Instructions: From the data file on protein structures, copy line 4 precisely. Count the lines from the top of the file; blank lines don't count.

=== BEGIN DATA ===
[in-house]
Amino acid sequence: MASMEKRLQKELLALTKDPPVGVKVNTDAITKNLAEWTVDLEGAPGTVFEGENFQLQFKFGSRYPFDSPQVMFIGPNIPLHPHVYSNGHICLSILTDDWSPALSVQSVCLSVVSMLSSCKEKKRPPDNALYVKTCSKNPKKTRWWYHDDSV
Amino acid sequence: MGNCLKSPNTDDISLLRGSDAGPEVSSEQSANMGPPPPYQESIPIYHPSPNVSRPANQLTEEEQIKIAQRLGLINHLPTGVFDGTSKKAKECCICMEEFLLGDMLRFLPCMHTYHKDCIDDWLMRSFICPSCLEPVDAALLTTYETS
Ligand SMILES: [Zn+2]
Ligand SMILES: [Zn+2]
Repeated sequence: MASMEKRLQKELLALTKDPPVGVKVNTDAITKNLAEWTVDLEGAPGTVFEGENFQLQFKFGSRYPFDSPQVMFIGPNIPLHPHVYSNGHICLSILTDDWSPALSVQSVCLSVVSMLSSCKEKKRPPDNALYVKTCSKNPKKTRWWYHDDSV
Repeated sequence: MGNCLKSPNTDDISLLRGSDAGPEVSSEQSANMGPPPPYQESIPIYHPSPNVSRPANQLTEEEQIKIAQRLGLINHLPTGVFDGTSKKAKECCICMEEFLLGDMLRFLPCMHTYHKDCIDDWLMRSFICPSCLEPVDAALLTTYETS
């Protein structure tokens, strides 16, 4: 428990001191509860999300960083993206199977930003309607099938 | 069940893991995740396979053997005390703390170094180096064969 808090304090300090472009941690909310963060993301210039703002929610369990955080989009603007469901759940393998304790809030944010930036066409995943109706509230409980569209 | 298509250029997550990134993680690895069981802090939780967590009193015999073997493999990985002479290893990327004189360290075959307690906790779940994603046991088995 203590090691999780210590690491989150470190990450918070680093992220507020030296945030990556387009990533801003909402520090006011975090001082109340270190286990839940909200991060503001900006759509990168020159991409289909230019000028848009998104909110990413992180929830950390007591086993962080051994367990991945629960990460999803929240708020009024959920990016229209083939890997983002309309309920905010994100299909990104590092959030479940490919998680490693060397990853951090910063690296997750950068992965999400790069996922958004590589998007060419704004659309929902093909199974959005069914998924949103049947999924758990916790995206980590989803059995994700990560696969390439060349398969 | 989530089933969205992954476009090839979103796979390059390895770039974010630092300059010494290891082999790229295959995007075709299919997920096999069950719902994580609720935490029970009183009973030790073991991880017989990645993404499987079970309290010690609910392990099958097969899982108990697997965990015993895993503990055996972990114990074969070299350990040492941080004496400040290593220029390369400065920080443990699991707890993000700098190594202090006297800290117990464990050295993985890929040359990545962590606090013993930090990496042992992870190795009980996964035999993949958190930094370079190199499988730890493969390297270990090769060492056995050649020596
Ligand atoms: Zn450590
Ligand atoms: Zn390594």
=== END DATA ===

Ligand SMILES: [Zn+2]